Monday, November 15, 2010

Nov. 12th–On to Mount Sinai

I just bid my fellow prilgrims "farewell" for the day and I write now from Safir Hotel in the city of Cairo to catch up on the last three days. It is quiet and the view of the city from my 11th floor balcony is impressive.

Internet access has been good to non-existent, and free with the hotel (as at the Jacir Palace in Bethlehem) to very expensive. At the Leonardo in Gallilee, Internet access was $12 an hour! Here at the Safir it is 3.90 Egyptian Pounds per minute with a maximum of 155 EGP per day--only 28 dollars for 24 hours of access! Ah well, we do what we can.

Friday, Nov. 12th dawned bright and early and we had breakfast, loaded the bus and bid our farewell to Bethlehem and the city of Jerusalem. Last night we said goodbye to those who were returning to the states and our Pilgrim group today is nine members smaller. God bless you, Fr. Anthony and all the others–may God grant you a safe journey home!

This is our last time to go through the hated gate between Bethlehem and Jerusalem. The Iraelis are building a 3-story(?) concrete wall between the Palestinian territories and the state of Israel, and Bethlehem is in the Palestinian territories. Where we are the Wall is covered with grafitti and the vast majority of the graffitti on the wall in is English–obviously aimed at english-speaking tourists. One line that caught my eye was "Life without freedom is a kind of death"–a sentiment that George, (our Palestinian Christian guide for the first part of the Pilgrimage) would definitely have agree with.

Every time we left our hotel in Bethlehem we had to cross this border, passing through the checkpoint that was staffed by Israli soldliers carrying BIG guns. The last three days two of them walked through the bus, sometimes asking to see our passports. On Tuesday morning when we left Bethlehem at 4am for the Way of the Cross and Mass at the Holy Sepulchre we thought we might have a problem because some on the bus mates didn't have their passports with them–two future Deacon's wives in particular (ahem!). But the guards let us go on–I guess Pam and Bella didn't look too threatening!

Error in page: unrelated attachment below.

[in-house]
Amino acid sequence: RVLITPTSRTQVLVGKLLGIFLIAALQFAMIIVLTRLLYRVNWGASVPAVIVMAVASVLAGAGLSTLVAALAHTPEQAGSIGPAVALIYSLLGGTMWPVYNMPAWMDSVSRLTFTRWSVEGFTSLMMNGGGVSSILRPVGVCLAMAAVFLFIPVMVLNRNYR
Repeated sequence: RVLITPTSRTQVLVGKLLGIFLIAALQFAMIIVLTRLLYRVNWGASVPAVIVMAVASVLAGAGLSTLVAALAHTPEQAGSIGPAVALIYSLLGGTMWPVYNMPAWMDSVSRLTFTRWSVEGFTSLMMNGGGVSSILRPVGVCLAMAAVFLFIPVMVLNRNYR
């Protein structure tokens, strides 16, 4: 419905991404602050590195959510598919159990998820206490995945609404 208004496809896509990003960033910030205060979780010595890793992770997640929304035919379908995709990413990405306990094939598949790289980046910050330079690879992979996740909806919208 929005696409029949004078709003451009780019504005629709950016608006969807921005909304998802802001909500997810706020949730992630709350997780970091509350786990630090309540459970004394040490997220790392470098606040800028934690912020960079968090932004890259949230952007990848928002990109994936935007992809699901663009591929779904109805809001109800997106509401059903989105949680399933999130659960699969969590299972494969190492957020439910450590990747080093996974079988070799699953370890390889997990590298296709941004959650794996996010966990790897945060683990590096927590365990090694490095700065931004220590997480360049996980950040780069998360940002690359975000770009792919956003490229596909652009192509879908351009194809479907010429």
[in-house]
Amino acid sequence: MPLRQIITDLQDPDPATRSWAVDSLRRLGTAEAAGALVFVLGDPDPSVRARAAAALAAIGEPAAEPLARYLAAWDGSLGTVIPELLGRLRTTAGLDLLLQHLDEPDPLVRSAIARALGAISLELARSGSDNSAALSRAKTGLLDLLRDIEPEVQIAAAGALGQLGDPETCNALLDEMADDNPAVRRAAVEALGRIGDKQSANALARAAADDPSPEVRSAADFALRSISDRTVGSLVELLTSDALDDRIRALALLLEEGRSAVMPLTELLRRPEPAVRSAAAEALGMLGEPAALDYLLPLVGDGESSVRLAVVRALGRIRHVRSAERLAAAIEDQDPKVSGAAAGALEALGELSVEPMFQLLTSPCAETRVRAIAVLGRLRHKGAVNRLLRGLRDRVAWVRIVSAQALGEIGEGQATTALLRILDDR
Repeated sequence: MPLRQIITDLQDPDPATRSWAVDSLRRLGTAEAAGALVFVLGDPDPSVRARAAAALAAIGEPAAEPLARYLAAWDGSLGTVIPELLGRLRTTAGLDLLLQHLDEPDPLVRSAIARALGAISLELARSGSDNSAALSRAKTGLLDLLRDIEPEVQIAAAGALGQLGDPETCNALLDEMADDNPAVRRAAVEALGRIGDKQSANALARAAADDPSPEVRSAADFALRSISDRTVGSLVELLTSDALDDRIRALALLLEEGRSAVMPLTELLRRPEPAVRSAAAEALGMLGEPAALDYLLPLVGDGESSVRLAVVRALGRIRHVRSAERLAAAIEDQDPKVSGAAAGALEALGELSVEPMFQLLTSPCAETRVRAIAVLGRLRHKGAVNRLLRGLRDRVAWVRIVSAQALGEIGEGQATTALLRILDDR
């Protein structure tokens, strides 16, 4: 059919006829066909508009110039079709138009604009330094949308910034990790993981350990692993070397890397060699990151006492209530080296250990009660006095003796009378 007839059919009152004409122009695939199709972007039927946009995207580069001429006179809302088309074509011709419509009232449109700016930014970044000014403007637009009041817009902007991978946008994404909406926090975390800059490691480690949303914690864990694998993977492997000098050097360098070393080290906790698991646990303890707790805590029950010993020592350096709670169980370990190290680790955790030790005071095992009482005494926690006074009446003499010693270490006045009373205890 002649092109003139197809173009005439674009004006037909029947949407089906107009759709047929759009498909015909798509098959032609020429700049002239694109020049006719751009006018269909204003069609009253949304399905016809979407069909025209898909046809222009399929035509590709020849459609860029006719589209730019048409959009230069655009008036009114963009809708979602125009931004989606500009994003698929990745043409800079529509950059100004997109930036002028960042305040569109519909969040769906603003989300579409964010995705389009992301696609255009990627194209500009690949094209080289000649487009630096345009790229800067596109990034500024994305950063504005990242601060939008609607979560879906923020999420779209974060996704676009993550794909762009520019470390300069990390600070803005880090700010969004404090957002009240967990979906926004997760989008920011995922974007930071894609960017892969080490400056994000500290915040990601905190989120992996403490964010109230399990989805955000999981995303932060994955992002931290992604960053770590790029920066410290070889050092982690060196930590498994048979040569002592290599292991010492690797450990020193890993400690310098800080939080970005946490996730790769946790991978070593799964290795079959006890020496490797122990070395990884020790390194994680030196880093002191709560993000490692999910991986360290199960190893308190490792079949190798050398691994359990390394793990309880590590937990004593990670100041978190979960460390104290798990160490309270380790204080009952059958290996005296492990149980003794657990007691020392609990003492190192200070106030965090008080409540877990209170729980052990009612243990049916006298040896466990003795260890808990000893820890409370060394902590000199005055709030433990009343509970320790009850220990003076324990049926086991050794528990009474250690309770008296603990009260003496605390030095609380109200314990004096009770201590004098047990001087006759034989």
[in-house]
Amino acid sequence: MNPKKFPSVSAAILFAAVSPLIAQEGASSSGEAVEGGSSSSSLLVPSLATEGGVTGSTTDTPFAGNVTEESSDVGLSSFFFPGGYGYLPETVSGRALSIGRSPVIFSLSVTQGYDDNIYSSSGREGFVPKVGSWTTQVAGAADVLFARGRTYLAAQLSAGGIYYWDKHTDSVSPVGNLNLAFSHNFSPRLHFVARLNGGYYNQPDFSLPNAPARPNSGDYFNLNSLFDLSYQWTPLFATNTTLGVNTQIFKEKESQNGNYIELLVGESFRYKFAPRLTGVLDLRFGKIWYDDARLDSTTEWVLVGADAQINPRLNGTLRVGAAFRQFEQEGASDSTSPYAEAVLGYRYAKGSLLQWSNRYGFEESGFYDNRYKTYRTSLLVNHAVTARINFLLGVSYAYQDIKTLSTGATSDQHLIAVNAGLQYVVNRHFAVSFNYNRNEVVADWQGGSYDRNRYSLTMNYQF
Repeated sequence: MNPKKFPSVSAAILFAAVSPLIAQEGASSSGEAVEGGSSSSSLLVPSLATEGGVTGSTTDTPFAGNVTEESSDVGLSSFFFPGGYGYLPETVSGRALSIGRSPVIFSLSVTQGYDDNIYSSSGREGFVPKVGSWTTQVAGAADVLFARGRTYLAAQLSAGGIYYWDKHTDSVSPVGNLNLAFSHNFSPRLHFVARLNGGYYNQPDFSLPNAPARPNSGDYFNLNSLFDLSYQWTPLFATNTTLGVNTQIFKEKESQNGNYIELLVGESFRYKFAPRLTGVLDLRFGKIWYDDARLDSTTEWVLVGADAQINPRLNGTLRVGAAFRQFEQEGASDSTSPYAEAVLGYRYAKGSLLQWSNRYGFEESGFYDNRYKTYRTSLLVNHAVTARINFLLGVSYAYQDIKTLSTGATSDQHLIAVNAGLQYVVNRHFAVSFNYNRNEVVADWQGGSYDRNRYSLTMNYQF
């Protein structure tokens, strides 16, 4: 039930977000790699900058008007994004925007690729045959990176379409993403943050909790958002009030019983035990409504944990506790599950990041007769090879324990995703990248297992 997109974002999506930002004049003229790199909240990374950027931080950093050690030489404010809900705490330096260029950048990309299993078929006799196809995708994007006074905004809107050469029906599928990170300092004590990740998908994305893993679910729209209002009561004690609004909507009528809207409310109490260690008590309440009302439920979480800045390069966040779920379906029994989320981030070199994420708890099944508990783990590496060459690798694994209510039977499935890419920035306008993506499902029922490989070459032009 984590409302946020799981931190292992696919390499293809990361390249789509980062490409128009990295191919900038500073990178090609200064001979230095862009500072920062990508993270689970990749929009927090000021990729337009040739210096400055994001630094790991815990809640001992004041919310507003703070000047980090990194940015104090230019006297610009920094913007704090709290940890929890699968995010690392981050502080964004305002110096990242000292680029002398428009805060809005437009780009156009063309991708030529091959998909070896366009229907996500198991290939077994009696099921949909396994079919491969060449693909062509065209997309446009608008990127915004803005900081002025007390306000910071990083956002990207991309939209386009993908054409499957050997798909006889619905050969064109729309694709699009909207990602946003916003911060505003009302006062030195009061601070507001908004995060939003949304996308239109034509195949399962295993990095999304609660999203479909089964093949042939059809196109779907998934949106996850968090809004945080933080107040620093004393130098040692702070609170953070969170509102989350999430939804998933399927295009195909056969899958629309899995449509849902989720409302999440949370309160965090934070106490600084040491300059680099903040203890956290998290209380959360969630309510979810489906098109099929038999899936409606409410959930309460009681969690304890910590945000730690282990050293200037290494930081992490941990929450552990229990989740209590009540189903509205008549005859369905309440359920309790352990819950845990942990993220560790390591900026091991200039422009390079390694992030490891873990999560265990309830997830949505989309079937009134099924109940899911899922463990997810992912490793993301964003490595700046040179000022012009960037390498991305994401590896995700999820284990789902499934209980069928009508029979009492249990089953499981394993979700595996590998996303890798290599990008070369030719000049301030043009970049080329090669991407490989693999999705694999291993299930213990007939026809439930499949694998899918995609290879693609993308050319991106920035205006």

Through the bus windows now we can see the walls of the old city of Jerusalem one last time.

We retraced our journey from the day before as we headed south along the length of the Dead Sea toward the Red Sea port city of Eilat. As soon as the bus passes by the Mount of Olives we begin the descent into the Judean Wilderness and the immediate change in the terrain is striking. The Judean Wilderness has a beauty all its own.

The journey to the port of Eilat is nearly 4 hours and "Coffee Out" stops were mandatory–here the group begins to regather at the bus to continue our journey.

We reached our destination at high noon–Just beyond Eilat is the border check point. We gathered our luggage and spent a long time in line, going through security and getting our Egyptian tourist visas. It was nearly 2:30pm when our security guard arrived to escort us into Egypt. Our tour guide for our stay in Egypt is named Ayman (pronounced like "Simon" without the "s"). Ayman has a masters degree in Archaeology, is married, in his thirtes and has been working in the tourism industry for 18 years. He told us that Tourism is the second biggest industry in Egypt–second only to the income generated by the Suez Canal.

Taba is just across the border from Eilat and is becoming a major tourist center. There must be nearly a dozen major new hotels that are in the process of being build.

We had a wonderful lunch at the Taba Marriott just before heading down the road toward Mount Sinai. A few of us took the opportunity to go wading "ankle deep" in the Red Sea. It was a very beautiful place.

From Taba it is four hours to St. Catherine's Monastery at the foot of Mt. Sinai. We arrived at St. Catherine City and had dinner and settled in for the night.

Even here we were accompanied by many other pilgrims. Just after our arrival a group from India and a group from Brazil also arrived, wanting to see the "Mountain of Moses". Those who chose to climb Mt. Sinai for the Sunrise had to rise at MIDNIGHT to begin the climb! The rest of us slept very well!

–posted by Greg Smithhisler, Liturgist

No comments:

Post a Comment